Jurisdiction for Crypto Natives

If you look at the Wikipedia page I shared above, pay special attention to those countries that do have taxation but only territorial (you only pay taxes on the money that is generated locally, in those countries). You will notice that some of those countries are absolutely flying under the radar and if you take the time to research the obvious better ones, some of them are an excellent option for digital nomads.

It’s easy to want to go where everybody is, but think about what you really need, make a list, then compare this list to what each of those countries can provide. Singapore is the obvious one but you’ll pay dearly for it. Just like any investment, it’s all about proper research and smart moves that most people aren’t seeing just yet. :slight_smile:

4 Likes

I could totally see the Aragon Network negotiating with nation states in the future.

Imagine the case where in 2025 the Aragon Network’s GDP is $10bn. With that GDP, it would be in the top 140 of all nation states by GDP, and then it starts to be in a position to negotiate.

For example, it may decide to contract a nation state for citizenship services. That nation state may even be able to create a sub-court in the Aragon Network that acts as a superset of the Network for those mixed Aragon/nation state citizens.

In the short term though, my wish would be to have more research on the best jurisdictions for sovereign individuals as of now. Switzerland and Uruguay come to mind, but I’m sure there are others too. I’d love to see a detailed overview of the pros and cons of all of them.

5 Likes

Amazing thread. I recommend taking a look at this book I am reading at the moment, specially the chapters on countries selling passports and the next one on selling diplomatic immunity. Really eye opening to the illusions that expensive lawyers can create :wink:

4 Likes

I guess it depends on your definitions of “best” and “sovereign” :slight_smile: How would you define these things?

Maybe this is something we can crowdsource/ fund through the Community Funding DAO. A table where you can score and rank countries based on various attributes like “cost of living”, “tax rate for non-citizens”, “cost of citizenship/ passport”, “level of freedom”, “quality of life”, etc.

3 Likes

:point_up: this

@exiledsurfer posted a link to an interesting article on ‘chat’ that I think has relevance to this discussion.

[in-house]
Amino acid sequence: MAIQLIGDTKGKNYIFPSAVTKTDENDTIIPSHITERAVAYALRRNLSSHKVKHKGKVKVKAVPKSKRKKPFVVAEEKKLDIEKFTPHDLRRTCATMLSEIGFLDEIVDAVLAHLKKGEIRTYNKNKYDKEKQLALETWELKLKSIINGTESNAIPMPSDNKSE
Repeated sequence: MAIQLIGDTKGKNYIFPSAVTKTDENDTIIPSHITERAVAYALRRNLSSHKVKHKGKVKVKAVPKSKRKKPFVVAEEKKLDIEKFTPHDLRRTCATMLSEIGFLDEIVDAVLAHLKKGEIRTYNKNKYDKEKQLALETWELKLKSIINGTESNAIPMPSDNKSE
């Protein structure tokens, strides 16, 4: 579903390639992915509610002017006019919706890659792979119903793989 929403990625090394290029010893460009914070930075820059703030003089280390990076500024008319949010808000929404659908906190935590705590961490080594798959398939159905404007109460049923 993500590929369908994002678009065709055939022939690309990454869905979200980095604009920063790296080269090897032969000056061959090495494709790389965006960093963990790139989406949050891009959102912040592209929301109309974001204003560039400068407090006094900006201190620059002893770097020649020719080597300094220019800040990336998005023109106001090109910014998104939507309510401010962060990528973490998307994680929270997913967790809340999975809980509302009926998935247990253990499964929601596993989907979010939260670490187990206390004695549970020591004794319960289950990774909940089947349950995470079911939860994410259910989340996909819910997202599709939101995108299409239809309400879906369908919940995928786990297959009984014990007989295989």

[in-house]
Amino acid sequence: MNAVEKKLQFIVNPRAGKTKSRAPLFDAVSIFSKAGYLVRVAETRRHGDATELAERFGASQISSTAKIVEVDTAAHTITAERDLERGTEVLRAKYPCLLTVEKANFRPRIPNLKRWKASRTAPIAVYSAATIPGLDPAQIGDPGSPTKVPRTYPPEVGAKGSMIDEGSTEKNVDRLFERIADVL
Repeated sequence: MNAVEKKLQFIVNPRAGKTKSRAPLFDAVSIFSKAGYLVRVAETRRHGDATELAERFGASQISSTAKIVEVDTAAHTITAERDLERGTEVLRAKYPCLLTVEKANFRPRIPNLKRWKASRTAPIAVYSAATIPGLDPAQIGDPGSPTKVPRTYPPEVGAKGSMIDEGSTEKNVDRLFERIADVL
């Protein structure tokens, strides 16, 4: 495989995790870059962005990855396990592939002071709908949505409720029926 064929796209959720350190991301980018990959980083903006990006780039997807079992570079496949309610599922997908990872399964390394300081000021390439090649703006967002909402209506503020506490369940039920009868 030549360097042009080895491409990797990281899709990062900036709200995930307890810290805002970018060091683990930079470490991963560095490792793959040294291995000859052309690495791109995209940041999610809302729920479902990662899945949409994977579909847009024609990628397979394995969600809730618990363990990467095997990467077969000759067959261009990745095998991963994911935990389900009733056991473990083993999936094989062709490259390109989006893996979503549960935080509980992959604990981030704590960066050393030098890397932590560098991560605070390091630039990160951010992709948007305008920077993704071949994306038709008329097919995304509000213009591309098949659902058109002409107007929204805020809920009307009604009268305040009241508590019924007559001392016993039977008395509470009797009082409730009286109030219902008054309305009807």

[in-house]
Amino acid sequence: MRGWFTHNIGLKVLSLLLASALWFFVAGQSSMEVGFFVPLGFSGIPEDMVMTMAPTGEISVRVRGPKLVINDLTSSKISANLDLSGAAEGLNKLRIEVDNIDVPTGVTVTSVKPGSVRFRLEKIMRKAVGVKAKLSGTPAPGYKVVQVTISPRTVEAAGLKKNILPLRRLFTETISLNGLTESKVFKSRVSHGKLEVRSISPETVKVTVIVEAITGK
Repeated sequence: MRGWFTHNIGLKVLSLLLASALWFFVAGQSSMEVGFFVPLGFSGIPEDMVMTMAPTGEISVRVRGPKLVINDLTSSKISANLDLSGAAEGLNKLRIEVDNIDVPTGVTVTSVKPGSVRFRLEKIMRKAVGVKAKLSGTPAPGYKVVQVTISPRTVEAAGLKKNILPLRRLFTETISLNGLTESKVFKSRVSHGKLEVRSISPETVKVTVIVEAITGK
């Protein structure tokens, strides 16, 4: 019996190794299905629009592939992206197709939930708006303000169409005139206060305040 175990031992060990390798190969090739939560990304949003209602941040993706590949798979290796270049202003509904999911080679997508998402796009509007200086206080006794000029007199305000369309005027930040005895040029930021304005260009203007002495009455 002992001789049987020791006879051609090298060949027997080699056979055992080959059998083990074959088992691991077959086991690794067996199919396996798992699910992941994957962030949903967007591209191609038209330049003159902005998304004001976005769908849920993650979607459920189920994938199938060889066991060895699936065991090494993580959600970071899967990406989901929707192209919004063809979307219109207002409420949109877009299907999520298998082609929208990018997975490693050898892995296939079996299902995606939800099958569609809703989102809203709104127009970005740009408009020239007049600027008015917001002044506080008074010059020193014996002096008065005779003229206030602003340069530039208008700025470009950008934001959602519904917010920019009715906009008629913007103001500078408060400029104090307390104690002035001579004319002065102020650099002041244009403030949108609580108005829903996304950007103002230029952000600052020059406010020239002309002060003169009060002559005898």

https://aksioma.org/James-Bridle-State-to-Stateless

2 Likes

Wrote a little somethin’ related to this discussion: https://write.as/c37pruraggnvjpxs

2 Likes

I think all taxes could switch to a fee-for-use model, like car washes, or a subscription model, like insurance, that isn’t very intrusive.

At a car wash, you aren’t paying a subscription for the place to stay open. You pay only when you use the car wash to clean your car. A similar model can be used for government services that are best fit for this. Take roads for example. Many roads are already paid for with a fee-for-use model. Fuel taxes pay for roads, if you drive then your car consumes fuel and so you pay for roads when you refill your car with fuel. A more direct fee-for-use example would be a toll road.

With insurance, you tell your insurance company what kind of car you drive or where your house is, and they figure out approximately what the items are worth so they can charge you a reasonable premium to protect those assets. Then you pay a monthly premium, and if anything happens to the assets that are covered by the policy, you are compensated with a repair or replacement.

In neither case are individuals required to divulge the details of their financial transactions. Since the services the government offers have nothing to do with the specifics of our financial transactions, there’s no practical need for the kind of invasive financial surveillance they use nowadays for tax enforcement.

An additional benefit of the above models is simplicity. Rather than needing an army of accountants to tell me what I owe, I just pay-as-I-go in the fee-for-service model, as I do when I get a car wash, or pay a monthly invoice in the subscription model, as I do for my insurance.

This maps closely to the “territorial-based taxation” model you describe in your note @GustavMarwin.

2 Likes

I recently came across this website that may be of interest to people on this thread: https://flagtheory.com/

2 Likes

Interesting resource, thanks for sharing.
I think Aragon could potentially select one of those jurisdictions and lobby for it to be friendly to DAOs and its participants.
A lot of people will see this as ‘tax evasion’, but coming from an oppressive country, I see it as the only option.

4 Likes